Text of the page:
The European system of states, as it took shape starting from the Renaissance age, therefore saw a profound division and competition between them which tore them into continuous wars and systems of alliances between states which never led to the affirmation of one nation or coalition over another.This dynamic is very reminiscent of that which characterized the system of Greek city-states starting from the 6th century BC. The system of Greek city-states included not only the famous cities of Sparta and Athens (the conflict of which was described by Thucydides in his most famous work “The Peloponnesian War”) but also Corinth, Thebes, Argos and others. All these geopolitical realities never found a lasting modus vivendi that would allow a stable structure of the Greek peninsula and were exhausted in the continuous clash that saw them against each other until, after the Peloponnesian War (which was the bloodiest and most ferocious of all and which led to the destruction of Athenian power) all fell into foreign hands. Specifically, they fell under the rule of Macedonia. A country that is culturally much more backward than them. The European state system experienced a development very similar to that of both the Greek poleis and that of the Italian state system of the late medieval and Renaissance periods (which led to the subjugation of the Italian peninsula to Spain and France). The European states were torn apart in 400 years of internal wars in which six hegemonic attempts took shape (the Spanish ones of Charles V and Philip II, the French ones of Louis XIV and Napoleon and the German ones of William II and Hitler) against the hegemonic power of time, England.Attempts which remained such but which exhausted the economic and military potential of the states involved. Even of the same hegemonic nation that in the last hegemonic attempt, that of Hitler’s Germany, was able to resist the terrible impetus of the enemy only thanks to the powerful war effort of the allies. This contribution, however, was not free and England itself had to cede world power to the two superpowers (USA and USSR) which had allowed it to defeat its terrible rival. In fact, since 1945 Europe has no longer been the center of the world and its geopolitical role has therefore been heavily reduced. After the Second World War it was half a colony of the USSR (until the dissolution of the Soviet Union in 1991) and half a colony of the USA. From 1991 onwards, the United States of America gradually took control of the Eastern European countries that were part of the Warsaw Pact (the satellite countries of the USSR, so to speak) and brought the entire continent under its dominion. The geopolitical destiny of Europe was therefore entirely similar to the system of states of the Greek poleis and to that of the Italian geopolitical context of the late medieval period. After years of internal struggles, the old continent was forced to cede the scepter of power to those “lateral spaces” (specifically the former North American colony and Russia) whose contribution was always fundamental, from the 16th century until the first goal ‘ of the 20th century, to prevent rivals from gaining the upper hand in Europe.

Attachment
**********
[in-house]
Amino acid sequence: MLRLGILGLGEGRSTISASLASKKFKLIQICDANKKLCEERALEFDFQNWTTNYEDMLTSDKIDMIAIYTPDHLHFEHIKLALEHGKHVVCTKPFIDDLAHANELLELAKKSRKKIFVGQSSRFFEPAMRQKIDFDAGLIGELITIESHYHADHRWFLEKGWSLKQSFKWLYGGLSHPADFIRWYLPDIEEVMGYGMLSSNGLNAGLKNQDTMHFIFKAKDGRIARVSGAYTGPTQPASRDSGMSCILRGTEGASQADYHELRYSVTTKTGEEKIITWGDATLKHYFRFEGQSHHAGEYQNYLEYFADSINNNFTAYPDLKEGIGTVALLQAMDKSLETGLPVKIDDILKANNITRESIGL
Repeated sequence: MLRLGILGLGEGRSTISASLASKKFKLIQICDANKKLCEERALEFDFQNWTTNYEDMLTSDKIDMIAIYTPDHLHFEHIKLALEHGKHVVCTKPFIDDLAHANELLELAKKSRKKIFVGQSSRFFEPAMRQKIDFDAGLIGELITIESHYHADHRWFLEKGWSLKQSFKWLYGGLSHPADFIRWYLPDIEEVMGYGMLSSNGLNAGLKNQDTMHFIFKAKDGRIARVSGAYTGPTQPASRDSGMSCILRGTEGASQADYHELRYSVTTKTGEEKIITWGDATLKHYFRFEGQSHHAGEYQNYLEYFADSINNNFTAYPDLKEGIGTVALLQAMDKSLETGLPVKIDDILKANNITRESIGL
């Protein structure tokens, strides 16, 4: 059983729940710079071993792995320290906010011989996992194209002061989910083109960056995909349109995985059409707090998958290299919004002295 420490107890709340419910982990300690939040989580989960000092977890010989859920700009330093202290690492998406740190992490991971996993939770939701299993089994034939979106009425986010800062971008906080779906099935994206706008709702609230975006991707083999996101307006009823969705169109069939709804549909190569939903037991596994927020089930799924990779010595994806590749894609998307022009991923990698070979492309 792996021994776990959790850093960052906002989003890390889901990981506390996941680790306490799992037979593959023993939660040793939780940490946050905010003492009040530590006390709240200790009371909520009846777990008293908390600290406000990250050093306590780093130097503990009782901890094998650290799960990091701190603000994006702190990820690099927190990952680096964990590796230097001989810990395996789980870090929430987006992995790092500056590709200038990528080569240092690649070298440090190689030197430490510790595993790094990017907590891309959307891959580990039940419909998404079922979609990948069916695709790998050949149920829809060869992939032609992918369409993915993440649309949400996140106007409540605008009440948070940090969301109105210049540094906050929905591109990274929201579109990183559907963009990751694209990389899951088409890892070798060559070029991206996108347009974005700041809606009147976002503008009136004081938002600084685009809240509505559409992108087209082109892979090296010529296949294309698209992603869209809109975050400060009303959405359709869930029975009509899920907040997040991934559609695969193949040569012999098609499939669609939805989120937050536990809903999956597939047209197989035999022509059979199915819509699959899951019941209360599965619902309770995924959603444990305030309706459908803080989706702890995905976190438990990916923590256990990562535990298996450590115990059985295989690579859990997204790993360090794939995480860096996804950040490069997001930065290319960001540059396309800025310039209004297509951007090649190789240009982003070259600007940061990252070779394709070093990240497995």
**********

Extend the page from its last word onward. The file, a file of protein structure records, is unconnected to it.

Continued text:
Current global geopolitical developments clearly show us that Europe does not have an active geopolitical role but only a purely passive one. It has become the main prey sought by the great world powers. This is due to its economic importance (it still represents the largest market in the world in terms of consumption) and geostrategic (its geographical nature makes it an appendix of the Asian continent). The point is that the ongoing war, in which it was forced to participate alongside the United States of America, is tearing it apart to the point of making it not only weaker geopolitically but also economically. Before the Russian invasion of Ukraine, Europe was Moscow’s largest commercial partner and had access to low-cost mineral resources which now, as a consequence of the breakdown in commercial relations between Moscow and Brussels wanted by Washington, are available to its industrial rivals (primarily China). It is obvious that all this will soon have heavy repercussions on the European industrial system and on the social stability of the various countries of the old continent. Europe therefore risks falling into the abyss and losing further importance on the international geopolitical scene. How long will it be before European politicians realize the looming disaster? Nobody can say for sure. The only certain thing is that the old continent today appears “smaller” than ever. Transformed into prey from the predator he once was, in a world that is changing and resetting the balance of power, his role seems to be reduced to that of a mere spectator as well as that of a pure instrument of others’ geopolitical aims.